A spokesman for Prime Minister Stephen Harper said Thursday a recent report from Sri Lanka's reconciliation commission does not adequately address the widespread allegations of war crimes committed by the country's army.
Human Rights Watch wants Canada to raise the report's inadequacies at the United Nations Human Rights Council when it reconvenes in Geneva in March
Human rights organizations estimate that tens of thousands of innocent civilians were killed when the Sri Lankan military crushed the rebel Tamil Tigers in May 2009 to end 26 years of civil strife.
Harper has threatened to boycott the 2013 Commonwealth meeting unless Sri Lanka shows it is genuinely interested in accountability and takes meaningful steps toward reconciliation with its Tamil population.
Harper's spokesman Andrew MacDougall said there is "no change" in the government's position.
"There is more work to be done and Canada will be watching developments," MacDougall said in an email to The Canadian Press.
Allies such as Britain and major international rights watchdogs have also panned the Sri Lankan government's long-awaited report as nothing more than whitewash.
"It rehashes previous recommendations of other commissions (that have gone nowhere), and dismisses the most serious allegations of war crimes. So we are still calling on leadership from Canada at the March HRC to push for a full international and independent investigation," Elaine Pearson, deputy director of the Asia division of Human Rights Watch, told The Canadian Press Thursday.
Pearson said a statement Thursday from Foreign Affairs Minister John Baird offered encouraging signs that Canada might push the matter forward on the international stage.
"Canada remains concerned that the report does not fully address the grave accusations of serious human rights violations that occurred toward the end of the conflict," Baird said.
The minister noted that the report didn't adequately address allegations by the UN Secretary-General's Panel of Experts on Accountability in Sri Lanka, and renewed calls for an independent international investigation.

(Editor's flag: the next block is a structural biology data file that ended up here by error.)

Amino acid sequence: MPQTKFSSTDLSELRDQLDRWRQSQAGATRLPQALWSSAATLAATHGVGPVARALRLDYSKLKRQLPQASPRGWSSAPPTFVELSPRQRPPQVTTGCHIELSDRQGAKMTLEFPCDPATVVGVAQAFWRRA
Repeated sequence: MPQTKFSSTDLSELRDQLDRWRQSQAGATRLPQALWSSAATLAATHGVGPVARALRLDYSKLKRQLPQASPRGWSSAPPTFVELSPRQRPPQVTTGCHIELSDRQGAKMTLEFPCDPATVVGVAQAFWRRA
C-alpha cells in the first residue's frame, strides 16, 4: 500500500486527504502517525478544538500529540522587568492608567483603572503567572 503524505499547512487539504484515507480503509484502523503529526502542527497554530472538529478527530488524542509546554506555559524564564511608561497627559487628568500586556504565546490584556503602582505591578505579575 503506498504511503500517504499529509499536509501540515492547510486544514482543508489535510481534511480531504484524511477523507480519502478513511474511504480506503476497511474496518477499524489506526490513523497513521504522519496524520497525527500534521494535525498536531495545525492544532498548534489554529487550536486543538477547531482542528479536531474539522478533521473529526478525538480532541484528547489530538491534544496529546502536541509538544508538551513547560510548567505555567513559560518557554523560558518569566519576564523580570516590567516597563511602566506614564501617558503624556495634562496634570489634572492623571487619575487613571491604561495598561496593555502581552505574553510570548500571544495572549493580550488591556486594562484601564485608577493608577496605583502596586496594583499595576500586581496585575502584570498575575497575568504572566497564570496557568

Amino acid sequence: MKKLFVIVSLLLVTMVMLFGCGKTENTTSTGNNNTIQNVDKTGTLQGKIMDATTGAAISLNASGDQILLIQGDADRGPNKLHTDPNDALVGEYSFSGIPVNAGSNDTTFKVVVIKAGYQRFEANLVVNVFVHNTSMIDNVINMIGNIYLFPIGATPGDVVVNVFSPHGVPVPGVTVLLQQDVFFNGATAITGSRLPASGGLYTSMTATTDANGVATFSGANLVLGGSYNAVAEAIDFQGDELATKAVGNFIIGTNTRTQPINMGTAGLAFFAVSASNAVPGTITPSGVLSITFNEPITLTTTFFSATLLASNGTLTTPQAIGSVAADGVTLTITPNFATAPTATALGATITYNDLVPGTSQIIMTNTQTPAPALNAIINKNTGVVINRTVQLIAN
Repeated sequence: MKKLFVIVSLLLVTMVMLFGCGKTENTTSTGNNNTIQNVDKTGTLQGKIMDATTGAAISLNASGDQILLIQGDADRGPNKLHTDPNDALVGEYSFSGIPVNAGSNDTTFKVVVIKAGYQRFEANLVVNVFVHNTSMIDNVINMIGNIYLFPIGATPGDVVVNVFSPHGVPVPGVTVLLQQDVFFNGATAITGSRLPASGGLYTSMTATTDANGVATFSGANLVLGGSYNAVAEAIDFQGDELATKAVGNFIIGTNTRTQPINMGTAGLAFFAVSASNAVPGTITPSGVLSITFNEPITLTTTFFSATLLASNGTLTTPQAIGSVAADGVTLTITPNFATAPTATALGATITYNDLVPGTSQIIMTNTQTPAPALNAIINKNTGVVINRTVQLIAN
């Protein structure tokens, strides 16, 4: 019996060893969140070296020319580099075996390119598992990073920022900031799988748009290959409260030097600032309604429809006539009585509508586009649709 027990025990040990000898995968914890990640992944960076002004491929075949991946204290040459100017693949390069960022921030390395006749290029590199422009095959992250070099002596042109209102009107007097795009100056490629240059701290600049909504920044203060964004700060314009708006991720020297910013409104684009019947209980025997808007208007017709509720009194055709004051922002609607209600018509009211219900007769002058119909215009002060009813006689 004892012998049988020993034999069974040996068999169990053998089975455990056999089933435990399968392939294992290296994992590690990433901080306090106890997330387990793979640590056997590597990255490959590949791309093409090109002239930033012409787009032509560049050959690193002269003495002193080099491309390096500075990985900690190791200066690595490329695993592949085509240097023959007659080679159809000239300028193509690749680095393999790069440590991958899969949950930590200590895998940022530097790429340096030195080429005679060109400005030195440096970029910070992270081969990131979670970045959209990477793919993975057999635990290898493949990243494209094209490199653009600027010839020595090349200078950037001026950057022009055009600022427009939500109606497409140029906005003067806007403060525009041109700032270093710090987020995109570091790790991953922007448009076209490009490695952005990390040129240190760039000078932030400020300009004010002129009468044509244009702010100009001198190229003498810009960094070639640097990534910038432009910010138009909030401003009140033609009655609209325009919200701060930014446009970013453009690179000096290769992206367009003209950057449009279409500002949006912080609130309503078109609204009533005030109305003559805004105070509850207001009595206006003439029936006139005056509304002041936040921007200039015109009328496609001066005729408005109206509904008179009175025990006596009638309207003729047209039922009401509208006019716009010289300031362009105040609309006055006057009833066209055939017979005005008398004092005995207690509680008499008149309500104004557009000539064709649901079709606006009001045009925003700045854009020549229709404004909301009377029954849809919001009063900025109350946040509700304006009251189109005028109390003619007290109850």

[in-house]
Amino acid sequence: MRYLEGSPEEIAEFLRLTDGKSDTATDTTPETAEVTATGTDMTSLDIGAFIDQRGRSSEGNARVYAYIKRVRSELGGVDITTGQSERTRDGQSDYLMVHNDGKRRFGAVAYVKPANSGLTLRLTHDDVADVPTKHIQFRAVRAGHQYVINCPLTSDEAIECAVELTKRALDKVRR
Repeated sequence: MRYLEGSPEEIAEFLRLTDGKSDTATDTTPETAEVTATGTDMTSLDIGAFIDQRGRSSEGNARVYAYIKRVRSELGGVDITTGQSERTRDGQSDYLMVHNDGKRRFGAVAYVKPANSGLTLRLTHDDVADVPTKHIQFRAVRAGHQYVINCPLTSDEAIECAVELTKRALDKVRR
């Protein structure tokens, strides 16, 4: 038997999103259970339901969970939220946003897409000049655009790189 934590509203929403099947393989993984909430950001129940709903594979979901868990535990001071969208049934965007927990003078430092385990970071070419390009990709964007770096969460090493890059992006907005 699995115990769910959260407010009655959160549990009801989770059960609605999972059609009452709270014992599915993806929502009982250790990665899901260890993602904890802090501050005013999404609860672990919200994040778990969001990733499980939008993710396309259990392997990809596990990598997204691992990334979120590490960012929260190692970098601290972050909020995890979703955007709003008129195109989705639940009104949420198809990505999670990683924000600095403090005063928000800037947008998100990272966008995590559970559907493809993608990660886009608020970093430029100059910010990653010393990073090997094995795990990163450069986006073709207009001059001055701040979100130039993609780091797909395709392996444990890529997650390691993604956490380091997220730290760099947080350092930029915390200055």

"The government of Sri Lanka must demonstrate the principles of freedom, democracy, human rights and the rule of law."
Baird's office would not say whether Canada would again raise the issue at the UN rights panel in March.
Last fall at the council, Canada sponsored a proposal calling for "an interactive dialogue" on the Sri Lankan report, but quickly withdrew the proposal without explanation.
Sri Lanka's envoy to Canada said in interview last fall that her country vigorously lobbied members of the committee, some of whose members have dubious human rights credentials. Members include Cuba, China, Angola and Congo.
Canada's large Tamil community praised Ottawa's response to the report.
"My organization is of the opinion that until these serious violations of international law are brought to account, there can be no real justice," said Krisna Saravanamutta, spokesman for the National Council of Canadian Tamils.
"We agree with the Canadian government that there does need to be an international inquiry into war crimes and crimes against humanity to get to the heart of the allegations and to address international accountability on the island of Sri Lanka."
Canada is home to the largest Tamil diaspora, which numbers in the hundreds of thousands.
Until recently, the Tories were firmly aligned with the Sri Lankan government against the Tamils, listing the Tamil Tigers as a terrorist organization in 2006.